NATRUE – True Friends of Natural and Organic Cosmetics

A non-profit organization based in Brussels, NATRUE helps manufacturers maintain standards for natural and organic cosmetics (and their ingredients) by promoting industry-standard, global certifications for the usage of natural and organic beauty products.

Founded in 2007, NATRUE now represents two-thirds of the European natural and cosmetics market. Brands like Weleda, Dr. Hauschka Skin Care, Kneipp, Logona and Lavera are NATRUE certified. Burts Bees is the first U.S. manufacturer to join.

Drawing a Line Between Conventional and Natural Cosmetics

Most cosmetics are full of synthetic ingredients that NATRUE doesn’t think are necessary. Their globally recognized certification label tells you which products you can trust by guaranteeing that a product is as natural as it can be. The NATRUE label means the organic and natural product actually contains certifiable ingredients.

To bear the NATRUE label, a product must have natural and organic ingredients and use soft manufacturing and environmentally friendly practices. NATRUE certified products do not contain synthetic fragrances and colors, petroleum derived products (paraffins, PEG-, propyle-, alkyle-, etc.), silicone oils and derivatives, or genetically modified ingredients. Furthermore, ingredients and products must not have been tested on animals. NATRUE certifies both products and raw materials, and maintains a raw materials database for products that bear their label.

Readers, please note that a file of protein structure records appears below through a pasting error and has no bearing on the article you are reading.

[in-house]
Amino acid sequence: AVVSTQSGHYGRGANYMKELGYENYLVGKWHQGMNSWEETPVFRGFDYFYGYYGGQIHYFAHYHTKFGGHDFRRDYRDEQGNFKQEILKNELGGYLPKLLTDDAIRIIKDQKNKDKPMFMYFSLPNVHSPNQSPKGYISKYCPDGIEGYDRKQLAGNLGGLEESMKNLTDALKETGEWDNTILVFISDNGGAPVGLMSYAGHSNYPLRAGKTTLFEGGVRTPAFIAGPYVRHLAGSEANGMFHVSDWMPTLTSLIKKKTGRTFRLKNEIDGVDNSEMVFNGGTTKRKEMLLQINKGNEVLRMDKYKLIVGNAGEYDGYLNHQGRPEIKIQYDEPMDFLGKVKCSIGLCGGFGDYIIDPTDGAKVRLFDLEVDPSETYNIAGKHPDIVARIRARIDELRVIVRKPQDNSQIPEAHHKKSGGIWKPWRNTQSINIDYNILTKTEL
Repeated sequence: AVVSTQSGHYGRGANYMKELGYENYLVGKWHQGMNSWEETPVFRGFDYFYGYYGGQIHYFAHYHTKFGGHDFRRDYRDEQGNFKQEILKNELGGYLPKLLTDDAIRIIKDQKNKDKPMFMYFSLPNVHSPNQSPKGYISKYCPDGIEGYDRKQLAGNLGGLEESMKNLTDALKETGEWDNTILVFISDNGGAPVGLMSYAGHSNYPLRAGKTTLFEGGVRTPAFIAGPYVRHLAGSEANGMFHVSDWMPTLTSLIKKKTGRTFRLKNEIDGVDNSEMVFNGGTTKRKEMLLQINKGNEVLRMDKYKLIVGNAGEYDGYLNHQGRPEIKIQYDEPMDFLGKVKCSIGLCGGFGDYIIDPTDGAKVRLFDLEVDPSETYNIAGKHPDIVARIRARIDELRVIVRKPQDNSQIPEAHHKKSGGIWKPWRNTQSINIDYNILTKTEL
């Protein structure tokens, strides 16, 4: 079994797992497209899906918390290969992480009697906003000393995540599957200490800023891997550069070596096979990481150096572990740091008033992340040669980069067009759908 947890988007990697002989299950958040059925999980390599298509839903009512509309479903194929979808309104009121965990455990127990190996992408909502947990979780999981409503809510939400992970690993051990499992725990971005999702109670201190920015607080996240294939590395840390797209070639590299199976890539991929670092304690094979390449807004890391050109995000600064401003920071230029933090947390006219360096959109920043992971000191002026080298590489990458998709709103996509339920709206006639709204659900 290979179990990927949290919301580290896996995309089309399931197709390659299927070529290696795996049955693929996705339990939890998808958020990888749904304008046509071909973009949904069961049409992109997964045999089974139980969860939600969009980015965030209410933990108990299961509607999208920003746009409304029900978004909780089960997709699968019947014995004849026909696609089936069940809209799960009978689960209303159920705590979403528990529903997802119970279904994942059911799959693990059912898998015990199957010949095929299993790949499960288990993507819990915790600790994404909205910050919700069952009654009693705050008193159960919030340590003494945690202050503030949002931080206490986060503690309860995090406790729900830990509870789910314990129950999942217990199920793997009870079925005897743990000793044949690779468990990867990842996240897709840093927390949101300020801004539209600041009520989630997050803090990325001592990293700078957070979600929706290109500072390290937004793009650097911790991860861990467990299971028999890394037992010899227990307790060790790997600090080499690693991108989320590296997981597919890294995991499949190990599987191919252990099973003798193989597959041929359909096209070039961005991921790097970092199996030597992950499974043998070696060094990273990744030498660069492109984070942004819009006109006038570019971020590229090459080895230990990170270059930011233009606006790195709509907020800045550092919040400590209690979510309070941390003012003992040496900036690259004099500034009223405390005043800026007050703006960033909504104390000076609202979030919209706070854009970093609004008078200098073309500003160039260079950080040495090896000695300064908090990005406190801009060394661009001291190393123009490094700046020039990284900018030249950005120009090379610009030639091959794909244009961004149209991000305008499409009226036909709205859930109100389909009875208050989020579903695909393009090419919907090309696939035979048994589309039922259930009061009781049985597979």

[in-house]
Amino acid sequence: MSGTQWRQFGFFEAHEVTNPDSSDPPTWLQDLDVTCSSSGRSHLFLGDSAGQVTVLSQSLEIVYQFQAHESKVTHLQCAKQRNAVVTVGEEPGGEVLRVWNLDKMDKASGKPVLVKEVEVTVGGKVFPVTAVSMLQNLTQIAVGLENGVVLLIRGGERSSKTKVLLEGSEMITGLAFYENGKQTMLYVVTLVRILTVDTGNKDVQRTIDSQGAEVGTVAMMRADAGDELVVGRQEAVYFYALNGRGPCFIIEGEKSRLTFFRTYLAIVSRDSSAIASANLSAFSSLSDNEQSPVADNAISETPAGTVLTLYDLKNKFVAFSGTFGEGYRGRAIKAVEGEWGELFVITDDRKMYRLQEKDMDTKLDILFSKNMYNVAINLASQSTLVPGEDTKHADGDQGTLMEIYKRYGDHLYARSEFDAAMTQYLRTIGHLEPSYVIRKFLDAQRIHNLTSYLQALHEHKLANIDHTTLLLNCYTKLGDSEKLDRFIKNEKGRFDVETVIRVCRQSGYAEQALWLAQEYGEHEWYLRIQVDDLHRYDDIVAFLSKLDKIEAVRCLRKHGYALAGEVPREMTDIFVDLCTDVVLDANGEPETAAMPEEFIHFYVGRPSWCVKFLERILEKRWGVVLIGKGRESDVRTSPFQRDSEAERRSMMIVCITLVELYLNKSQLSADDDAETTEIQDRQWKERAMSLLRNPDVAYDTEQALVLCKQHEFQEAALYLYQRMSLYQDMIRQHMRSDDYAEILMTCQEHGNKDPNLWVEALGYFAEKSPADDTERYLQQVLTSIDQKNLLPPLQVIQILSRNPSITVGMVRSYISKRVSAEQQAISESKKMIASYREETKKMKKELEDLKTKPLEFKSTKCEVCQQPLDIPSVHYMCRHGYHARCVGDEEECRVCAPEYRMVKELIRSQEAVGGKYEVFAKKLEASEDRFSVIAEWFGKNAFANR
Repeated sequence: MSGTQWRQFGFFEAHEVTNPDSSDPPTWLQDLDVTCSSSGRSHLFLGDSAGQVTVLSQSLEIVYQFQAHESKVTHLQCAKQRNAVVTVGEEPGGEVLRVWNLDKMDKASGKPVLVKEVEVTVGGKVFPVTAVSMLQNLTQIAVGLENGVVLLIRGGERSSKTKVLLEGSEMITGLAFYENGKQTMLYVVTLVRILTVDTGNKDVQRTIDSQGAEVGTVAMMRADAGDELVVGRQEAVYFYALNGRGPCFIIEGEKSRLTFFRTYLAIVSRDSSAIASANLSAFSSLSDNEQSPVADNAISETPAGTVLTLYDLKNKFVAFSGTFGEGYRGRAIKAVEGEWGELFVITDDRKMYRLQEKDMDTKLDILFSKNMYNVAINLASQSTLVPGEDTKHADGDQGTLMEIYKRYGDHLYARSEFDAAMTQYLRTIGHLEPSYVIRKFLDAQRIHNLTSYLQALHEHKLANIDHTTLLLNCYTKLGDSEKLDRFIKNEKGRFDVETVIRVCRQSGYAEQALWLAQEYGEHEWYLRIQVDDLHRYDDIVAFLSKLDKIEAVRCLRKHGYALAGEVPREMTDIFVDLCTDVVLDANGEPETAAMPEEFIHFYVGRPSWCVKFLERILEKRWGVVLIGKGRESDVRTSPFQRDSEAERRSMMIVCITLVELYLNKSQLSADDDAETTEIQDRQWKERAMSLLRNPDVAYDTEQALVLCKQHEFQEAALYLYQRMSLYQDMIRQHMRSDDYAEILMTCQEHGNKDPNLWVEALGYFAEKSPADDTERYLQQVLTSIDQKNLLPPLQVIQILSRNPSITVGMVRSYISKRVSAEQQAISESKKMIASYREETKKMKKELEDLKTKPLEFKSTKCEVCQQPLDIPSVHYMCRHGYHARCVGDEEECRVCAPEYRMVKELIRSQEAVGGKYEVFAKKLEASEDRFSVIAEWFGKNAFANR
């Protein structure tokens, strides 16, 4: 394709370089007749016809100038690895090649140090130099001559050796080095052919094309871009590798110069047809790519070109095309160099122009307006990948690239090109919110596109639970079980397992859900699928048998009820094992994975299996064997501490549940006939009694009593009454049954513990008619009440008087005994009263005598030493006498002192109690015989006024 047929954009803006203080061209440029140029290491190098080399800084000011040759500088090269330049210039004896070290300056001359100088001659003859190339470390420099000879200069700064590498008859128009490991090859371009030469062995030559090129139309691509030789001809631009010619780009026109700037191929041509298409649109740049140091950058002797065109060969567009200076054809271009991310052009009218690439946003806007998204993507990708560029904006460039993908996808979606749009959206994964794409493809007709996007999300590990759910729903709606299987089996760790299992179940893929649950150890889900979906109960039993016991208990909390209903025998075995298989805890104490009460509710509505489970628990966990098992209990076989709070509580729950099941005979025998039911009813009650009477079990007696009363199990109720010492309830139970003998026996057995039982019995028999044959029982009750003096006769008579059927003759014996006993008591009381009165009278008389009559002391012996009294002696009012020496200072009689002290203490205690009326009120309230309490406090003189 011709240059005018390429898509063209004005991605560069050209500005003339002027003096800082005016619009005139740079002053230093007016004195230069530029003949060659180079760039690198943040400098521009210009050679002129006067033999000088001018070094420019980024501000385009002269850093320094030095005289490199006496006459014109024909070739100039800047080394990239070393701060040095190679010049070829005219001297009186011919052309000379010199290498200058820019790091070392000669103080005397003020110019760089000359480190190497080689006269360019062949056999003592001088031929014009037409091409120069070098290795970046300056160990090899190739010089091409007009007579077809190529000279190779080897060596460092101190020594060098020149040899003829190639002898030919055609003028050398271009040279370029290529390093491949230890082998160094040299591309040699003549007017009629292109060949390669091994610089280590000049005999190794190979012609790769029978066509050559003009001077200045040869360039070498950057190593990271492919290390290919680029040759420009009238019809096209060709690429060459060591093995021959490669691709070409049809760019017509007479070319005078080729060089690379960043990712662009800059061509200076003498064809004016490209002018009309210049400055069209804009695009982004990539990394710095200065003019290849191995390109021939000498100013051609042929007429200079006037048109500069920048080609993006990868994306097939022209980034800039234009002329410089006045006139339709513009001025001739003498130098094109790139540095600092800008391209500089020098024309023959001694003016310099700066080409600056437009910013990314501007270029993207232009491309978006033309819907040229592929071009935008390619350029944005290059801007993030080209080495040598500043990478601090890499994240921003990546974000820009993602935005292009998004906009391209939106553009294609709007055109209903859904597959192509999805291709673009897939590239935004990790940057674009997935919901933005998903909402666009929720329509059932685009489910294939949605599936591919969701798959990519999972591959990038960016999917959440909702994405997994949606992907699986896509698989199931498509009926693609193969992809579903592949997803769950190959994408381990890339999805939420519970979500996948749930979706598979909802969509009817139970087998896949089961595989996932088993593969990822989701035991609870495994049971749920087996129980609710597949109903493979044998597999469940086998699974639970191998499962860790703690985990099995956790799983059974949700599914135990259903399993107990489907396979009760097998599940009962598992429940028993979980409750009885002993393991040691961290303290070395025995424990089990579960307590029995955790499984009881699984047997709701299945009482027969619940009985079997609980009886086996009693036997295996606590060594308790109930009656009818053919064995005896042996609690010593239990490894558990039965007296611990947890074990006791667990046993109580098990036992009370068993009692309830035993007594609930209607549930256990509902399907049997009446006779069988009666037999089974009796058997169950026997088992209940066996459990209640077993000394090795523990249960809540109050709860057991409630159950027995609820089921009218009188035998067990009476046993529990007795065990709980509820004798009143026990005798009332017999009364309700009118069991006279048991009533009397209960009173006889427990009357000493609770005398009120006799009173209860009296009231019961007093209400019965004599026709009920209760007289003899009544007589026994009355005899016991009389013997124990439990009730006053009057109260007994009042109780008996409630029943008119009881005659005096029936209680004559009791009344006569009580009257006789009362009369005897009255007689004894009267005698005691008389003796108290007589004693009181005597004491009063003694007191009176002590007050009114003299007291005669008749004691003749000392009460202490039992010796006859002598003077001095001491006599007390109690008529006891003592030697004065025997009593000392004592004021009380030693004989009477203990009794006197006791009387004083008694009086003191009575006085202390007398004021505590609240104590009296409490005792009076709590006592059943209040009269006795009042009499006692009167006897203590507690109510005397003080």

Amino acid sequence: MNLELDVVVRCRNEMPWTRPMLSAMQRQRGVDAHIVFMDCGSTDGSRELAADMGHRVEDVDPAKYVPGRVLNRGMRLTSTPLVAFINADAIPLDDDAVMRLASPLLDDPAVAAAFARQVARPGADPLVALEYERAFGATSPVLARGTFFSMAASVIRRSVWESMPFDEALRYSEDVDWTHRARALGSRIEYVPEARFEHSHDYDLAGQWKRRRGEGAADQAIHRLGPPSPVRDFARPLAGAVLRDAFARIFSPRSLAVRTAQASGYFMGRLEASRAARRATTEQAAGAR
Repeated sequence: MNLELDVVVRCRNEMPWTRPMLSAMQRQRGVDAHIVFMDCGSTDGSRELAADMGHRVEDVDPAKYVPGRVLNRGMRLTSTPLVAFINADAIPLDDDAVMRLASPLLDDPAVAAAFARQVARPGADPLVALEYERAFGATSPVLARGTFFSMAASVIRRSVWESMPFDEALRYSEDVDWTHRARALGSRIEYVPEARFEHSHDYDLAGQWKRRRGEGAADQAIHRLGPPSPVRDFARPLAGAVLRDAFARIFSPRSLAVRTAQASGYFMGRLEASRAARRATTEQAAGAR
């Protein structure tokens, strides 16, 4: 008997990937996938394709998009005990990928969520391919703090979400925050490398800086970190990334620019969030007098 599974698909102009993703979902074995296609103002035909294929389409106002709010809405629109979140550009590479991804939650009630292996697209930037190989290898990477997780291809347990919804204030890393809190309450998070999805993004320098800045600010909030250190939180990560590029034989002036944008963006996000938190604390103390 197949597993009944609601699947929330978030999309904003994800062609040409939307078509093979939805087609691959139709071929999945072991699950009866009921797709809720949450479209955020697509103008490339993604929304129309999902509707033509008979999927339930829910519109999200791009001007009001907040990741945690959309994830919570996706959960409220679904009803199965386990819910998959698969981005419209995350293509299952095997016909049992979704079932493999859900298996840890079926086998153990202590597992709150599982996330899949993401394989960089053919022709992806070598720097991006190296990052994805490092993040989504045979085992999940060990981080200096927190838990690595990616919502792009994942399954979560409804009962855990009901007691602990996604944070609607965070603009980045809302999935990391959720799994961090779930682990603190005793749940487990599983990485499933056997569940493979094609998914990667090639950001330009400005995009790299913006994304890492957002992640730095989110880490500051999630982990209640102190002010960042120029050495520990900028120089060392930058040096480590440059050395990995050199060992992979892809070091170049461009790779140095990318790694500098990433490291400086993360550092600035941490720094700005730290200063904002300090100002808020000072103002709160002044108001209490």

The NATRUE label has three certification levels starting with the Natural Cosmetics certification. It sets a high base standard that must be attained before a product can qualify for the other two levels. The NATRUE certification process is transparent, independently managed and all certification criteria and information is available at their website.

Consumers and Salon Professionals Benefit

The NATRUE label allows consumers to avoid potentially harmful chemicals in the beauty products they use every day. Stylists can provide customers with safe, effective, non-toxic products and protect customers and employees alike from exposure to harmful chemical ingredients. They can also encourage manufacturers of brands they carry to clarify how they define their natural and organic beauty products.